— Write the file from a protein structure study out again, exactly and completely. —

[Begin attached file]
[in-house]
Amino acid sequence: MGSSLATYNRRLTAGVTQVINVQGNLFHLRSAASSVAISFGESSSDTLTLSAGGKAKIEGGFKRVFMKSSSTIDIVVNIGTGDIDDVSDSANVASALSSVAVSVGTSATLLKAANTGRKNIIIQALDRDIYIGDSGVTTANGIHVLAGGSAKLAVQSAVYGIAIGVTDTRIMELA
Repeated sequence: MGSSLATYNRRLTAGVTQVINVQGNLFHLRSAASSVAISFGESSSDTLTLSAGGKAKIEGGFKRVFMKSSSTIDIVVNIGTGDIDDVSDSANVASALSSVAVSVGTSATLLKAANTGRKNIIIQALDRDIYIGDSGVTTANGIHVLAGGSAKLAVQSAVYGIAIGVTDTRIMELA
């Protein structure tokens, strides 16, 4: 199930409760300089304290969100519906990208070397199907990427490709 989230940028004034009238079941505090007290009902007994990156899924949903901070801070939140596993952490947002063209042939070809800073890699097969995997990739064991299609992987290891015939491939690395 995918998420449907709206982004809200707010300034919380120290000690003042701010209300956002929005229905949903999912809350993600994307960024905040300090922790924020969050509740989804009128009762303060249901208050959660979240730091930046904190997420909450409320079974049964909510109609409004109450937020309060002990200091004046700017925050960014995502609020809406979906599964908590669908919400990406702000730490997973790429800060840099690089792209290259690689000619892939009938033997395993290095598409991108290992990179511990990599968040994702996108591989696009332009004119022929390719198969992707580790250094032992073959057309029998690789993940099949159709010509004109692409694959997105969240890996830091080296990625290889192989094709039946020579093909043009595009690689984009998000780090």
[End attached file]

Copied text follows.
[in-house]
Amino acid sequence: MGSSLATYNRRLTAGVTQVINVQGNLFHLRSAASSVAISFGESSSDTLTLSAGGKAKIEGGFKRVFMKSSSTIDIVVNIGTGDIDDVSDSANVASALSSVAVSVGTSATLLKAANTGRKNIIIQALDRDIYIGDSGVTTANGIHVLAGGSAKLAVQSAVYGIAIGVTDTRIMELA
Repeated sequence: MGSSLATYNRRLTAGVTQVINVQGNLFHLRSAASSVAISFGESSSDTLTLSAGGKAKIEGGFKRVFMKSSSTIDIVVNIGTGDIDDVSDSANVASALSSVAVSVGTSATLLKAANTGRKNIIIQALDRDIYIGDSGVTTANGIHVLAGGSAKLAVQSAVYGIAIGVTDTRIMELA
């Protein structure tokens, strides 16, 4: 199930409760300089304290969100519906990208070397199907990427490709 989230940028004034009238079941505090007290009902007994990156899924949903901070801070939140596993952490947002063209042939070809800073890699097969995997990739064991299609992987290891015939491939690395 995918998420449907709206982004809200707010300034919380120290000690003042701010209300956002929005229905949903999912809350993600994307960024905040300090922790924020969050509740989804009128009762303060249901208050959660979240730091930046904190997420909450409320079974049964909510109609409004109450937020309060002990200091004046700017925050960014995502609020809406979906599964908590669908919400990406702000730490997973790429800060840099690089792209290259690689000619892939009938033997395993290095598409991108290992990179511990990599968040994702996108591989696009332009004119022929390719198969992707580790250094032992073959057309029998690789993940099949159709010509004109692409694959997105969240890996830091080296990625290889192989094709039946020579093909043009595009690689984009998000780090």